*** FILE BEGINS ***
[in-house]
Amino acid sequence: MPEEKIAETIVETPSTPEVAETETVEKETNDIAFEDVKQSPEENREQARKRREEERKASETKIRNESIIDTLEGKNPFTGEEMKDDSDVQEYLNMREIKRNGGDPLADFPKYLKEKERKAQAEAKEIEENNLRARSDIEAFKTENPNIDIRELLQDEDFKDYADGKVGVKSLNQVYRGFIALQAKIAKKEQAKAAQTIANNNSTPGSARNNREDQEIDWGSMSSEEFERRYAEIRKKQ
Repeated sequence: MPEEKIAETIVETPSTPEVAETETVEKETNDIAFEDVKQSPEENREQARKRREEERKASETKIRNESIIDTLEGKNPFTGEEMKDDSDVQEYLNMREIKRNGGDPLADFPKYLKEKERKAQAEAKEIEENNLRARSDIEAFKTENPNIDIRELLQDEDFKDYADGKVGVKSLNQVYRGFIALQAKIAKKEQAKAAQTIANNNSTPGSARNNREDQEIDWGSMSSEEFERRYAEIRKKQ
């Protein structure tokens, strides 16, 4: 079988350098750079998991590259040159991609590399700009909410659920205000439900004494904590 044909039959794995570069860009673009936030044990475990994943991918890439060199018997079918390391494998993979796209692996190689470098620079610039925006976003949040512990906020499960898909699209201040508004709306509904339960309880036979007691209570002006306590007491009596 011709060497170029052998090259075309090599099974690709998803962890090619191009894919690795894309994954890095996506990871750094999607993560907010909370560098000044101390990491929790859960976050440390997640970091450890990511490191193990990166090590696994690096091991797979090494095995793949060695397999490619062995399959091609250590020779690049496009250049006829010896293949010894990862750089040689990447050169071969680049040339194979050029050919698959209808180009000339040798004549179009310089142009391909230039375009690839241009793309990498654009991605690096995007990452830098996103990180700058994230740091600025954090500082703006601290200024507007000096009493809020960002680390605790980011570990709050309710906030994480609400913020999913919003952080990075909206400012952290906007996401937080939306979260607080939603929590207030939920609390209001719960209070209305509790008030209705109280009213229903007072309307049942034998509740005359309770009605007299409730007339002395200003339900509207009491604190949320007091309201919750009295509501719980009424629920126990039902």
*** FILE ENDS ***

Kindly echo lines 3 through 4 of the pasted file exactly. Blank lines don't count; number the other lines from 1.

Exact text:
Repeated sequence: MPEEKIAETIVETPSTPEVAETETVEKETNDIAFEDVKQSPEENREQARKRREEERKASETKIRNESIIDTLEGKNPFTGEEMKDDSDVQEYLNMREIKRNGGDPLADFPKYLKEKERKAQAEAKEIEENNLRARSDIEAFKTENPNIDIRELLQDEDFKDYADGKVGVKSLNQVYRGFIALQAKIAKKEQAKAAQTIANNNSTPGSARNNREDQEIDWGSMSSEEFERRYAEIRKKQ
């Protein structure tokens, strides 16, 4: 079988350098750079998991590259040159991609590399700009909410659920205000439900004494904590 044909039959794995570069860009673009936030044990475990994943991918890439060199018997079918390391494998993979796209692996190689470098620079610039925006976003949040512990906020499960898909699209201040508004709306509904339960309880036979007691209570002006306590007491009596 011709060497170029052998090259075309090599099974690709998803962890090619191009894919690795894309994954890095996506990871750094999607993560907010909370560098000044101390990491929790859960976050440390997640970091450890990511490191193990990166090590696994690096091991797979090494095995793949060695397999490619062995399959091609250590020779690049496009250049006829010896293949010894990862750089040689990447050169071969680049040339194979050029050919698959209808180009000339040798004549179009310089142009391909230039375009690839241009793309990498654009991605690096995007990452830098996103990180700058994230740091600025954090500082703006601290200024507007000096009493809020960002680390605790980011570990709050309710906030994480609400913020999913919003952080990075909206400012952290906007996401937080939306979260607080939603929590207030939920609390209001719960209070209305509790008030209705109280009213229903007072309307049942034998509740005359309770009605007299409730007339002395200003339900509207009491604190949320007091309201919750009295509501719980009424629920126990039902």